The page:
#3 Heed the Warning Signs
Don’t get me wrong, I love helping others. I spend my life mentoring and coaching people to achieve greatness. But I always watch out for those Warning Signs if I am helping others at the sacrifice of myself.

Danger! I am not working out enough.
Danger! I am not eating properly.
Danger! I am getting behind in my work.
Danger! Others are taking advantage of me.
Danger! I’m losing valuable time in the pursuit of my dreams.
Beware of those Danger Zones that can derail your goals.

#2 Stay Selfish But Be Unselfish
Michael Jordan is recognized as the greatest basketball player ever. How did he get to the top? He was selfish, and he was completely honest about it.
“To be successful you have to be selfish, or else you never achieve. And once you get to your highest level, then you have to be unselfish. Stay reachable. Stay in touch. Don’t isolate.”

Jordan’s teams won six NBA championships. They did so because Jordan worked on his own game first and then raised the game of his teammates, making the Chicago Bulls one of the most successful franchises in sports.
Follow Jordan’s example. Be selfish in your pursuit of excellence. Only then can you impact those around you.

#1 Make YOU No. 1
If you want to achieve optimal performance, take care of you first. You’ll find that you will become powerful. You’ll find out that you can make a huge difference in the lives of others when you are at your best. And you’ll find that in being selfish, you are unleashing your greatest potential… and the world around you will benefit.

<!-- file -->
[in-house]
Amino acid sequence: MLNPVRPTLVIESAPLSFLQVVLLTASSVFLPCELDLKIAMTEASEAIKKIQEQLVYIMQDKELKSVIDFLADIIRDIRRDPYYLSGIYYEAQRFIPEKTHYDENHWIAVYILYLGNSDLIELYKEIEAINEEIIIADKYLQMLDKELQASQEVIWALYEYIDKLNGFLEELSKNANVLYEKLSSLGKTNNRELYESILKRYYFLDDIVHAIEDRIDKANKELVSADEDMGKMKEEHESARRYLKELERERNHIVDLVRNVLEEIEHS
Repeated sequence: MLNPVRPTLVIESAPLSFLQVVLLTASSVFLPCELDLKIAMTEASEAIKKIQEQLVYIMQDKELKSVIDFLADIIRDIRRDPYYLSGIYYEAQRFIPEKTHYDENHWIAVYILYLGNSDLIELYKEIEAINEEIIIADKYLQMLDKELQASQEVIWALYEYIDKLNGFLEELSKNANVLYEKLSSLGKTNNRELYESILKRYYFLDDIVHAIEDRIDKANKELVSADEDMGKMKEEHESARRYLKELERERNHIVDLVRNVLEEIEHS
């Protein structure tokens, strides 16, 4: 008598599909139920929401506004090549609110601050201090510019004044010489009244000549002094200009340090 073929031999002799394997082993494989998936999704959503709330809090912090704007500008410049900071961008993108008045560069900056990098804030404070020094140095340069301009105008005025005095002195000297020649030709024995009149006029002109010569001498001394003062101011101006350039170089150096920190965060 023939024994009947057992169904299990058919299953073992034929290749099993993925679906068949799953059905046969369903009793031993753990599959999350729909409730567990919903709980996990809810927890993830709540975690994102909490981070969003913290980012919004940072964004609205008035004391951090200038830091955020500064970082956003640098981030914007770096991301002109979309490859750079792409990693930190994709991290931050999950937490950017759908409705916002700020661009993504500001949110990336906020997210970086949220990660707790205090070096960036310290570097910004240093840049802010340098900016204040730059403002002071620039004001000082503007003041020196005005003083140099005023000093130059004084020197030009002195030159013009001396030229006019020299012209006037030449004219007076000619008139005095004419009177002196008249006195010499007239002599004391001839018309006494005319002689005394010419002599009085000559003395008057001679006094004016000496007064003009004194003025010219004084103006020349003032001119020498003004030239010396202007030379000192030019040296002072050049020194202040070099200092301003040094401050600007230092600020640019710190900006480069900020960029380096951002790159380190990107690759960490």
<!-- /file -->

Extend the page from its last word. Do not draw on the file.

Thursday, May 23, 2013

The 50 New Rules of Work

The global economy is in a state of acute disruption. Competition has never been more fierce. Consumers have never been so well-informed and loudly demanding. And what worked yesterday just might be obsolete today.

But this time is also a great time, for the astonishing few who are ready to show leadership. Leaders are at their absolute best during messy cycles versus during the easy ones. And messy cycles bring with them gorgeous opportunities.

Here are 50 powerful rules to amp up your game so this business cycle is one of your best business cycles yet.

The 50 New Rules of Work
  1. You are not just paid to work. You are paid to be uncomfortable – and to pursue projects that scare you.
  2. Take care of your relationships and the money will take care of itself.
  3. Lead you first. You can’t help others reach for their highest potential until you’re in the process of reaching for yours.
  4. To double your income, triple your rate of learning.
  5. While victims condemn change, leaders grow inspired by change.
  6. Small daily improvements over time create stunning results.
  7. Surround yourself with people courageous enough to speak truthfully about what’s best for your organization and the customers you serve.
  8. Don’t fall in love with your press releases.
  9. Every moment in front of a customer is a moment of truth (to either show you live by the values you profess – or you don’t).
  10. Copying what your competition is doing just leads to being second best.
  11. Become obsessed with the user experience such that every touchpoint of doing business with you leaves people speechless. No, breathless.
  12. If you’re in business, you’re in show business. The moment you get to work, you’re on stage. Give us the performance of your life.
  13. Be a Master of Your Craft. And practice + practice + practice.
  14. Get fit like Madonna.
  15. Read magazines you don’t usually read. Talk to people who you don’t usually speak to. Go to places you don’t commonly visit. Disrupt your thinking so it stays fresh + hungry + brilliant.
  16. Remember that what makes a great business – in part – are the seemingly insignificant details. Obsess over them.
  17. Good enough just isn’t good enough.
  18. Brilliant things happen when you go the extra mile for every single customer.
  19. An addiction to distraction is the death of creative production. Enough said.